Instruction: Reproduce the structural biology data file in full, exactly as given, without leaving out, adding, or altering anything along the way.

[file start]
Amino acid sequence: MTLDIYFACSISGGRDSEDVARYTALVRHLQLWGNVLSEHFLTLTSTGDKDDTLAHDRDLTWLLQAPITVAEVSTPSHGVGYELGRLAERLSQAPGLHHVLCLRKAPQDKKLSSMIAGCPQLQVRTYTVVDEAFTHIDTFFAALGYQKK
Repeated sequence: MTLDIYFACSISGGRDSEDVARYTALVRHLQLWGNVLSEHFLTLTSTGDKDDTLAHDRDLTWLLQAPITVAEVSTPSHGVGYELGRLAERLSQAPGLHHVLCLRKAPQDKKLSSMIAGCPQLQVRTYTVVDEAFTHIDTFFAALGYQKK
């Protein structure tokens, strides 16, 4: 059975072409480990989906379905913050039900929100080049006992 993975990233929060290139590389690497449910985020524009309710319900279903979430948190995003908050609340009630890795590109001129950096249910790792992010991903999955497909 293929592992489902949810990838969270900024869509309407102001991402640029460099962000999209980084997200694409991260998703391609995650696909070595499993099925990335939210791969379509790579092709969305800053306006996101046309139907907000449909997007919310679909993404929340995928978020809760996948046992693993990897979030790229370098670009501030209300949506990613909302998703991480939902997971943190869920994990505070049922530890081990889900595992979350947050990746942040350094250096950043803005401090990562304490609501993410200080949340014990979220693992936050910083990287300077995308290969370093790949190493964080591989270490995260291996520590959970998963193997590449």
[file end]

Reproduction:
Amino acid sequence: MTLDIYFACSISGGRDSEDVARYTALVRHLQLWGNVLSEHFLTLTSTGDKDDTLAHDRDLTWLLQAPITVAEVSTPSHGVGYELGRLAERLSQAPGLHHVLCLRKAPQDKKLSSMIAGCPQLQVRTYTVVDEAFTHIDTFFAALGYQKK
Repeated sequence: MTLDIYFACSISGGRDSEDVARYTALVRHLQLWGNVLSEHFLTLTSTGDKDDTLAHDRDLTWLLQAPITVAEVSTPSHGVGYELGRLAERLSQAPGLHHVLCLRKAPQDKKLSSMIAGCPQLQVRTYTVVDEAFTHIDTFFAALGYQKK
């Protein structure tokens, strides 16, 4: 059975072409480990989906379905913050039900929100080049006992 993975990233929060290139590389690497449910985020524009309710319900279903979430948190995003908050609340009630890795590109001129950096249910790792992010991903999955497909 293929592992489902949810990838969270900024869509309407102001991402640029460099962000999209980084997200694409991260998703391609995650696909070595499993099925990335939210791969379509790579092709969305800053306006996101046309139907907000449909997007919310679909993404929340995928978020809760996948046992693993990897979030790229370098670009501030209300949506990613909302998703991480939902997971943190869920994990505070049922530890081990889900595992979350947050990746942040350094250096950043803005401090990562304490609501993410200080949340014990979220693992936050910083990287300077995308290969370093790949190493964080591989270490995260291996520590959970998963193997590449």